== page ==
Cost of education savings accounts for Louisiana in dispute Opponents feel private schools won’t be held to adequate accountability standards

A proposal that would allow families to steer Louisiana public education dollars to private schools — regardless of their income — is expected to cost the state hundreds of millions of dollars, with a wide gap between legislative calculations and a good government group’s projections.
As an education savings account bill from Rep. Julie Emerson, R-Carencro, advances through the Legislature, its fiscal impact is gaining more attention with the state expected to see a $650 million drop in tax revenue starting midyear 2025.
The House Committee on Education advanced Emerson’s House Bill 745 without objection Tuesday, nearly a week after a comparable Senate version was approved.
Although opponents have said her legislation would ultimately hurt public education, Emerson said that isn’t her objective.
“Even some of our schools that are excelling and highly rated, I think do have a small subset of students who are not excelling. But they might would excel in a different environment … or with different curriculum, and this bill is for their students,” Emerson said. “It would empower their parents to be able to put them in a situation where they can thrive, and we can create better education outcomes for our state and our students here.”
Projections from the Legislative Fiscal Office show the Louisiana Giving All True Opportunity to Rise (LA GATOR) Scholarship Program that Emerson wants to create will cost the state more than $241 million in the 2028-2029 school year. More than 41,000 students are expected to draw from education savings accounts once house income limits and certain priority statuses are waived.
In the following year, the cost is predicted to increase to nearly $260 million although there is no accompanying number for how many students will take part in the LA GATOR program.
The Legislature’s figures for both years are far less than the $520 million annual cost the Public Affairs Council of Louisiana (PAR) forecasts.
PAR President Steven Procopio appeared Tuesday before the House Education Committee and explained the difference in cost comes from the likelihood families with students already in private schools will tap into the program. Unlike public school students who will gain access to the money that would have been spent on them anyway, the expense for private school students would have to come another state source.
“That’s a significant price tag that could see the state paying for private school costs for some families that never intended to send their children to public school, a questionable use of limited state tax dollars,” Procopio wrote in a commentary published Tuesday morning.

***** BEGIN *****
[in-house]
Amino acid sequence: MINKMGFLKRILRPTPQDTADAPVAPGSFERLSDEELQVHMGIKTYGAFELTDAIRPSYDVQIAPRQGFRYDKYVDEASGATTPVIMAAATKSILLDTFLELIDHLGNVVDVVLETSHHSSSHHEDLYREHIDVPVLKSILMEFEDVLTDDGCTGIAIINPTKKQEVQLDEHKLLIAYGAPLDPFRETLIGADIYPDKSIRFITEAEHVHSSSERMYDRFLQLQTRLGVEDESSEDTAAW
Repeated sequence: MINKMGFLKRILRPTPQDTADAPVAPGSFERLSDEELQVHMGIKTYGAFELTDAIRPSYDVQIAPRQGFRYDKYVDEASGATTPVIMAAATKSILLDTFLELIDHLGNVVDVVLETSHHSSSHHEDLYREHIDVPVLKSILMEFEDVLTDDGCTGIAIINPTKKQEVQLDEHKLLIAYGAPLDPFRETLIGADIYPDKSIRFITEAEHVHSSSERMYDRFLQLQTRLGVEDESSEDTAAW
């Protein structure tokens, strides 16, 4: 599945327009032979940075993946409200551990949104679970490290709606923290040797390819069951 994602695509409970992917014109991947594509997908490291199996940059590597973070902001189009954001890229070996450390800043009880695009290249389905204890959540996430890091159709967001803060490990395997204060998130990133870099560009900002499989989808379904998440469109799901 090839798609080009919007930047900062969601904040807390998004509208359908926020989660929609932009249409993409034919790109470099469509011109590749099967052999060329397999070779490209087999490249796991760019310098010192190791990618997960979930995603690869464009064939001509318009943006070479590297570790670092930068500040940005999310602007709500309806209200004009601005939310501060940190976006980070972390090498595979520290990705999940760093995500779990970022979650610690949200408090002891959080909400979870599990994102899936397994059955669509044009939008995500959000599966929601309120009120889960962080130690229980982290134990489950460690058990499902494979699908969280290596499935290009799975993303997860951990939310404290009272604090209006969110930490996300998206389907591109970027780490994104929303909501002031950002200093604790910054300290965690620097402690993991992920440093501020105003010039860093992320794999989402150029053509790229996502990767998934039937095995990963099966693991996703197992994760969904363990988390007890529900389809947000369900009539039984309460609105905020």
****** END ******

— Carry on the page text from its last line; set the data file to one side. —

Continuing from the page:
Jan Moller with Invest in Louisiana, an economic prosperity advocacy group, agreed that the legislative estimates don’t account for private school family interest in education savings accounts.
“What this bill does is create a brand new entitlement program where we’re going to pay at $5,19o of government money per year to more than a 107,000 families in Louisiana who’ve already made the decision to choose a private school for their child,” Moller said.
The projections for annual state spending from the Legislative Fiscal Office and PAR are likely both low, Moller said, based on the experience of other states.
Emerson’s bill would take effect in the 2026-2027 school year, when recipients in the state’s existing school voucher program will be given priority along with families with household income below 250% of the federal poverty guidelines ($78,000 a year for a family of four). Income barriers wouldn’t be lifted until year three of the program.
More than three-quarters of the 7,260 predicted participants for the first year of the LA GATOR program are expected to come from the current Student Scholarships for Educational Excellence Program. In order to receive a voucher, a student must come from a school that has a C, D or F school performance grade — a requirement that wouldn’t apply to Emerson’s proposal
Among the critiques of Emerson’s proposal was that it doesn’t require students who use education savings accounts to attend private schools to take the same Louisiana Education Assessment Program test required of public school students. Instead, the LA GATOR program would rely on existing standardized tests.
Since 2011, 15 states have created education savings account programs. Seven are open to almost all families without any income restrictions, and eight give priorities to those with students from low-income households or who have special needs.

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